United Nations member countries have agreed to protect 30% of the world’s oceans by 2030 in an agreement being referred to as the ‘High Seas Treaty’.
On 5 March delegates of the Intergovernmental Conference on Marine Biodiversity of Areas Beyond National Jurisdiction (known by the acronym BBNJ), agreed to the collective 30% by 2030 goal, along with more money for marine conservation and frameworks to assess the environmental impact of activities like deep sea mining, and for access to marine genetic resources.
The BBNJ’s final negotiations took place in New York in talks that were initially scheduled for 2020 and deferred due to COVID-19. Treaty talks began in 2004 and build on the legacy of the 1982 UN Convention on the Law of the Sea.
The agreement covers international waters – two-thirds of the ocean – areas beyond the jurisdiction of any country.
Australian science and law experts welcomed the agreement.
Professor Elaine Baker, an expert on the Law of the Sea and the UNESCO Chair in Marine Sciences at the University of Sydney, says the treaty is an important step for the protection of ocean biodiversity. However, she says, its ratification will take some time.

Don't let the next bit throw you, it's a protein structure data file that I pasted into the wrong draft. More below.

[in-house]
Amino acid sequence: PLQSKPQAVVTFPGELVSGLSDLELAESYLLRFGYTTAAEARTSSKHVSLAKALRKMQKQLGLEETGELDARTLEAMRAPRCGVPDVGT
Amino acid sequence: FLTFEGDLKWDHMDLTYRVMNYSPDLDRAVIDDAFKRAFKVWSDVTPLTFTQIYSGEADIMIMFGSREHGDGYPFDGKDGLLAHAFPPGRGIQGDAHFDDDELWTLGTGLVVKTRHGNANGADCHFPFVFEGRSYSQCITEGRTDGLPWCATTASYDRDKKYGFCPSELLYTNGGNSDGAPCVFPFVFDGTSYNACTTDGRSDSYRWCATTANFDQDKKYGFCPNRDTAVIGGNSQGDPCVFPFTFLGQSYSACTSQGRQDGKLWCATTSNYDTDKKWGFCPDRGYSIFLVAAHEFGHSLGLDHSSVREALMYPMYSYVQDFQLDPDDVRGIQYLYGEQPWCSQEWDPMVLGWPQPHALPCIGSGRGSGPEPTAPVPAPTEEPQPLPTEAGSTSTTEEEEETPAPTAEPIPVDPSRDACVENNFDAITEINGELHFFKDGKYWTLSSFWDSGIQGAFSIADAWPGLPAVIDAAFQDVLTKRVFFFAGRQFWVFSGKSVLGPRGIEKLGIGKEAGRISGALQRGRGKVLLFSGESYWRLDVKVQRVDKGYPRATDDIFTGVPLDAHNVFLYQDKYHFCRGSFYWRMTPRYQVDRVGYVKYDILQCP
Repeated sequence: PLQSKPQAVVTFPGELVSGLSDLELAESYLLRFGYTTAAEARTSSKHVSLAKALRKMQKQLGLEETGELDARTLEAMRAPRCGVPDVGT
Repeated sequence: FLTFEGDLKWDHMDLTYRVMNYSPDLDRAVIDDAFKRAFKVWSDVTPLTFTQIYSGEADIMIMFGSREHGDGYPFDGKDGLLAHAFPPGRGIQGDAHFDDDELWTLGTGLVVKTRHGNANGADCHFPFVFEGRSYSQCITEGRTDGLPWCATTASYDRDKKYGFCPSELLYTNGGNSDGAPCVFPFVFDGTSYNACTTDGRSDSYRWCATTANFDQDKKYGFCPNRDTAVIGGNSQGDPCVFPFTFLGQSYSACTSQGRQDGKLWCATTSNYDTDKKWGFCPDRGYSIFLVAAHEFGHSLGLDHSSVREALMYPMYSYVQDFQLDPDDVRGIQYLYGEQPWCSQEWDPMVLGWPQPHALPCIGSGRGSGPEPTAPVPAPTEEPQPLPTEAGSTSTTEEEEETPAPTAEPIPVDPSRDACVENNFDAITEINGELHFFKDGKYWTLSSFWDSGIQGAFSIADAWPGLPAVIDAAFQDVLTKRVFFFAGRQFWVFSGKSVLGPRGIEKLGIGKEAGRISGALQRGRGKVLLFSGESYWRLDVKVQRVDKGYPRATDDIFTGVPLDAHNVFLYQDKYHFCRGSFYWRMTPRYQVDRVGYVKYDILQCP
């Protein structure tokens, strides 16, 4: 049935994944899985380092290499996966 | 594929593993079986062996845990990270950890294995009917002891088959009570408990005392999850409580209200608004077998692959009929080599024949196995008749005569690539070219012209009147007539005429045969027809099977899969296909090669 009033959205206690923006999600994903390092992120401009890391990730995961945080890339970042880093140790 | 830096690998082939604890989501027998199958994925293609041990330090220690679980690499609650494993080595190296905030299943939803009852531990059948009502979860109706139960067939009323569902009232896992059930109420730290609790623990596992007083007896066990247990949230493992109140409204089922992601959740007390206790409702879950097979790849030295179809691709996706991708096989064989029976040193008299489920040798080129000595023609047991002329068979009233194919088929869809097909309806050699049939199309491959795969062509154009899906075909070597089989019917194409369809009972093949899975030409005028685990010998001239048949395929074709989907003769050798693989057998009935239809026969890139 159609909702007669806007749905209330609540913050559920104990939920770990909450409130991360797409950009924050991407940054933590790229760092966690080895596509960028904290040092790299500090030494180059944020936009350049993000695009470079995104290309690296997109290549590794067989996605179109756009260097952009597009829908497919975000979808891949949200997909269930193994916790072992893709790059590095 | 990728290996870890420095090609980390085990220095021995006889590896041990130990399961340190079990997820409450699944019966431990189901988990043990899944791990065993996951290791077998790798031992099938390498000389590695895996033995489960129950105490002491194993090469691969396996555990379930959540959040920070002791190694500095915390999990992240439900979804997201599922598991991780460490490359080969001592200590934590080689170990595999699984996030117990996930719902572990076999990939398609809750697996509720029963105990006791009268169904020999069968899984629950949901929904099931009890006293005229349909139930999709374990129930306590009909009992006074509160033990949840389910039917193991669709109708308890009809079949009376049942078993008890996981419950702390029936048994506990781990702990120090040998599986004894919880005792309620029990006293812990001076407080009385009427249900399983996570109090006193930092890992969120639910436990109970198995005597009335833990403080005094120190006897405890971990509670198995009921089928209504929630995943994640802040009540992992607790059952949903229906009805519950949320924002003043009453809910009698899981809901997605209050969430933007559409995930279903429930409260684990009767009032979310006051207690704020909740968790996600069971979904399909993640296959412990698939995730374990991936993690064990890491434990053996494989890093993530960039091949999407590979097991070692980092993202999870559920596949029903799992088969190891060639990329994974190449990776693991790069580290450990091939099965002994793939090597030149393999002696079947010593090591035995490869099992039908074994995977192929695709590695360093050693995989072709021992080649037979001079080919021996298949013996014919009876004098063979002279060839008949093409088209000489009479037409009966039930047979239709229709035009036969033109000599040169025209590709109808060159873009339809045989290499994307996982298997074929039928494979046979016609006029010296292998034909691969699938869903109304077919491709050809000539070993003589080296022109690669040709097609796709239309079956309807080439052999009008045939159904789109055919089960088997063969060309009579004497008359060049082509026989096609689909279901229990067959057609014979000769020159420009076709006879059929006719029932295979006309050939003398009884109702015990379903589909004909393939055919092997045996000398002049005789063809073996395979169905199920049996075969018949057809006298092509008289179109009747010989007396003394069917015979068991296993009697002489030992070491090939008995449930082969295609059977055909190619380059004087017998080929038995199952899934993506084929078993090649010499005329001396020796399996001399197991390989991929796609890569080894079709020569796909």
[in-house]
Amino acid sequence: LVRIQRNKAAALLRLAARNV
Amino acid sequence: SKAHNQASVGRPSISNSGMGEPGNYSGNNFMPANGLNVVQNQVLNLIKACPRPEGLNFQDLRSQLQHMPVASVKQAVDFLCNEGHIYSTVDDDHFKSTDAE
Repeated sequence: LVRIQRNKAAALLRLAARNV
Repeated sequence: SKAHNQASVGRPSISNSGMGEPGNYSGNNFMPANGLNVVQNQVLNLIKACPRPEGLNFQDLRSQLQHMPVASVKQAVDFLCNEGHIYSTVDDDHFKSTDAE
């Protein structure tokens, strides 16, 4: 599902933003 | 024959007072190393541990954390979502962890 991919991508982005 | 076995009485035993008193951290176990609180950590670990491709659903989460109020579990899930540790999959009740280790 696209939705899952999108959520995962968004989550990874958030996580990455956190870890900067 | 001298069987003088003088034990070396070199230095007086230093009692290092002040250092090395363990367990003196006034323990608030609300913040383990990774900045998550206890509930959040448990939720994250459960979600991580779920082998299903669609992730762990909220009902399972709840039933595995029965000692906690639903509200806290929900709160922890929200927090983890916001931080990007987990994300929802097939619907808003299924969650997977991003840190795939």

An important aspect of the agreement is the requirement for assessing the environmental impacts of deep sea mining, Baker says. Currently, data provided by mining companies to the International Seabed Authority on the environmental impact caused by their deep-sea mining is very limited.
“We hope that the treaty will force change to increase transparency and help protect marine biodiversity in the deep ocean,” she says.
Associate Professor Daniel Dunn is from the Centre for Biodiversity and Conservation Science at the University of Queensland has been involved with the BBNJ negotiations for nearly a decade.
Dunn says, “the new High Seas Treaty is the work of nearly twenty years of eye-wateringly slow discussion about the blindingly obvious need for better mechanisms to protect, assess, and sustainably use the half of the planet beyond the control of any one country.”
He says an important aspect of the agreement is the framework for marine genetic resources, which have already been used to develop extremely lucrative pharmaceuticals by corporations and countries which can afford to access these deep and distant areas.
Professor Tim Stephens, an expert in international environment law, the Law of the Sea, and climate change policy at Sydney Law School, says, “it is very pleasing to see a treaty finally concluded to protect high seas biodiversity and to provide a framework for sharing access to and the benefits from high seas marine genetic resources.
“With the exception of some fisheries treaties, the high seas have not been adequately protected by international law.”
Do you care about the oceans? Are you interested in scientific developments that affect them? Then our new email newsletter Ultramarine, launching soon, is for you. Click here to become an inaugural subscriber.